State high schools are asking parents for hundreds of dollars in fees to pay for their child's "free" education.
A Herald survey undertaken as schools open for the new year this week, reveals parents face paying up to $740 at state schools and as much as $1496 a child at integrated schools.
All but a handful of secondary schools ask for a voluntary contribution as they try to balance the ever-tightening budget.
For parents, the annual donation adds to the back-to-school budget, which is already having to cope with uniforms (about $400), stationery, travel, school trips and extra-curricular activities such as sport.
The Herald survey of 134 state and integrated secondary schools showed the average donation asked for one child was $152. But it also revealed that the level of the donations requested varies wildly.
Responding to the survey, Associate Education Minister David Benson-Pope said he would launch an investigation, asking boards of trustees to justify the "outright magnitude" of the amount of some requests.
He is likely to target schools such as Auckland Grammar, which tops the state school table, asking parents for $740 for one child. That figure rises to $1480 for a family with more than one child at the school.
The survey showed that on average integrated schools (former private schools) ask for the most from parents, but they receive no Government funding for their privately owned land and buildings.
Rosmini College on the North Shore asks for the largest donation - $1496.
At the other end of the scale, a few schools will ask for nothing or a nominal fee as they adopt a "user-pays" philosophy and try to balance the books by charging for extra materials needed for specific subjects.
Many of those schools, in the country's poorest communities, say this is the fairest approach and does not penalise struggling parents.
Those schools are also eligible for extra Government funds because of their low income areas.
Mr Benson-Pope said he was concerned about the disparity between the amounts asked for and the level of some school fees.
"I will be looking at this issue in detail in the coming year," he said. "I want to know if the fees some schools levy are justified."
The minister said he also wanted to ensure that fees were not limiting the choice of schools a student might be able and entitled to attend.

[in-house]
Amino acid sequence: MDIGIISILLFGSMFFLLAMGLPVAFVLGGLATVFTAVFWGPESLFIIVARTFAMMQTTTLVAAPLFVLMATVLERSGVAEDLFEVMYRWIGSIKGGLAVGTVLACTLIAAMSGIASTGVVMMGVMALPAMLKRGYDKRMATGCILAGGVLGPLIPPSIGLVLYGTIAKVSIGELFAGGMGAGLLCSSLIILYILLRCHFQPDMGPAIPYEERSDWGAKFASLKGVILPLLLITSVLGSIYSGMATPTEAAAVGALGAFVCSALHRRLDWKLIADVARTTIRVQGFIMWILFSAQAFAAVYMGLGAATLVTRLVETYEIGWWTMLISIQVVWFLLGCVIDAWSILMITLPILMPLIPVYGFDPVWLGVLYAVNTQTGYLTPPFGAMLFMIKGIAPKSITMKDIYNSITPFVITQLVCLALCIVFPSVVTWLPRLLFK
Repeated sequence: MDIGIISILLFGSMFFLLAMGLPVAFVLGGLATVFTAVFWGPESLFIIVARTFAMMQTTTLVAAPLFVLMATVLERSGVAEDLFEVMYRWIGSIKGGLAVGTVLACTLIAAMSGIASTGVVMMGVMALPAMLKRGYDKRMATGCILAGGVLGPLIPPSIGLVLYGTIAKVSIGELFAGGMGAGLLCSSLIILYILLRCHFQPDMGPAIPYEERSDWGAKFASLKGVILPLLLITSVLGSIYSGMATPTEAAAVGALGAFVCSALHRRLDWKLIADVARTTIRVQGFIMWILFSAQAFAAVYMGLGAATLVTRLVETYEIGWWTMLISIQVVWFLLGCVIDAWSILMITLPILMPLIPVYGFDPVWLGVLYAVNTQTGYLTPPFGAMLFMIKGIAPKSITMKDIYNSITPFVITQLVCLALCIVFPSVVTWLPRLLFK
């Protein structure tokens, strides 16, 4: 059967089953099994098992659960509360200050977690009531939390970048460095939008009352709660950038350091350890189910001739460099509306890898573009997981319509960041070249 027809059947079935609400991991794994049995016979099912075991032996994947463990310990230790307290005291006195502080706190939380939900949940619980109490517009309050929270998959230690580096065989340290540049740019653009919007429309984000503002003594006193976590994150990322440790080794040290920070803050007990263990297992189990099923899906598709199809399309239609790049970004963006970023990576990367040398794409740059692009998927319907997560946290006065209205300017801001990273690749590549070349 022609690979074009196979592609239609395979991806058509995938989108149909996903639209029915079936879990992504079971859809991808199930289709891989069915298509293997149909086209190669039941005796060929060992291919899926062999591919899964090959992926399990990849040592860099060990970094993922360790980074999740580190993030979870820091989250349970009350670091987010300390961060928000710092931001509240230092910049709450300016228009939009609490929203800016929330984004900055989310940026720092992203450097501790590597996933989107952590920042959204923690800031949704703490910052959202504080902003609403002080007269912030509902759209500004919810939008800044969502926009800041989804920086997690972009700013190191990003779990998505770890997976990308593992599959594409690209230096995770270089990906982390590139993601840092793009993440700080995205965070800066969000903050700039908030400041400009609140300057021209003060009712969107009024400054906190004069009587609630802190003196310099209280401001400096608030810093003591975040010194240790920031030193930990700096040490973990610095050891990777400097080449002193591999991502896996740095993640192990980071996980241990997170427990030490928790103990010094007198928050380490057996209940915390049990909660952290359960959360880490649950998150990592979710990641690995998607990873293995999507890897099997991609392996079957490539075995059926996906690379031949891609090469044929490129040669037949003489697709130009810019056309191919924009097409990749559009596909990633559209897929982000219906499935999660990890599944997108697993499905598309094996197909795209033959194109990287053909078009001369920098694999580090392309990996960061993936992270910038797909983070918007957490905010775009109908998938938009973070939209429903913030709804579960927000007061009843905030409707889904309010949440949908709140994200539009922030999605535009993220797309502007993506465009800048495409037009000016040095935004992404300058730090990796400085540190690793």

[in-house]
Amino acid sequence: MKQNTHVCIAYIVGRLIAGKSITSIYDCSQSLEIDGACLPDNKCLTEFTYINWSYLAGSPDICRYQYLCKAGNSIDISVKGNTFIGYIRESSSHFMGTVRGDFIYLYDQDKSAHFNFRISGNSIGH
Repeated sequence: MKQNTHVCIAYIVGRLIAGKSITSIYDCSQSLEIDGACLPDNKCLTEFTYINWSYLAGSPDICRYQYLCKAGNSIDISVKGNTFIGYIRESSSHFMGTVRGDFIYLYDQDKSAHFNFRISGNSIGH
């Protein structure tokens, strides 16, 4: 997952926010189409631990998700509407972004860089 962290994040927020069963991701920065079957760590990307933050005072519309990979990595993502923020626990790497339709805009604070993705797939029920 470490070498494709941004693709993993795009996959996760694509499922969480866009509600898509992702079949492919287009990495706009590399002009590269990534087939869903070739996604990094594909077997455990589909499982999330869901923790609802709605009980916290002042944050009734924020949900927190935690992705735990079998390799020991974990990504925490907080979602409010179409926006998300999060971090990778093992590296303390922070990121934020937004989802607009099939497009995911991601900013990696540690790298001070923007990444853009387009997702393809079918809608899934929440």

Several schools said they were increasing the amount they asked for, but most were determined to stay at the same level as previous years. Two had even dropped their fees.
The survey also showed, unsurprisingly, that the highest decile schools ask for the highest donations and poorer schools tend to request less. But almost all schools had common ground in their argument that the operational funding is a fraction of what is needed to run a school in today's economic climate.
The Government argues schools are now receiving $246 million more than they were in 1999, with per-pupil operational funding rising by 13.3 per cent in the past six years.
Exact figures are difficult to pin down because the decentralised education management system means boards of trustees use the fees for different purposes and record them under different expenses.
But it is estimated that parents will end up paying about 15 per cent of a school's total revenue.
Bill English, National education spokesman, said the Herald survey showed the huge number of mid-level schools were suffering the most.
"The parents can't afford a huge contribution and the decile funding does not compensate for that."
Chris Haines, president of the New Zealand School Trustees Association, said the Government had to move to put the "free" back into "free state education".
"School boards of trustees face an increasing struggle to make ends meet and more and more are being forced to turn to locally raised funds to maintain basic programmes."
But Mr Benson-Pope said free education was enshrined in law.
"For schools to say they are having to dip into operational funds, or are being forced to raise money from parents, to pay for teachers to deliver the curriculum is just not true."
The Government was paying out more money for improved internet technology, extra teachers and professional development.
Any move to rein in the amount of money asked for is likely to meet strong opposition from schools, boards of trustees and parents.
Mike Mee's daughter Jessica starts her first year at Epsom Girls Grammar this week. With a contribution of $575 it is near the top of the Herald list.
But Mr Mee said: "Her school has a very good reputation and as such I'm happy to pay a bit extra for the additional facilities and curricula options offered."
About 758,300 students are enrolled in primary and secondary schools, up 4900 from last year.
- Additional reporting: NZPA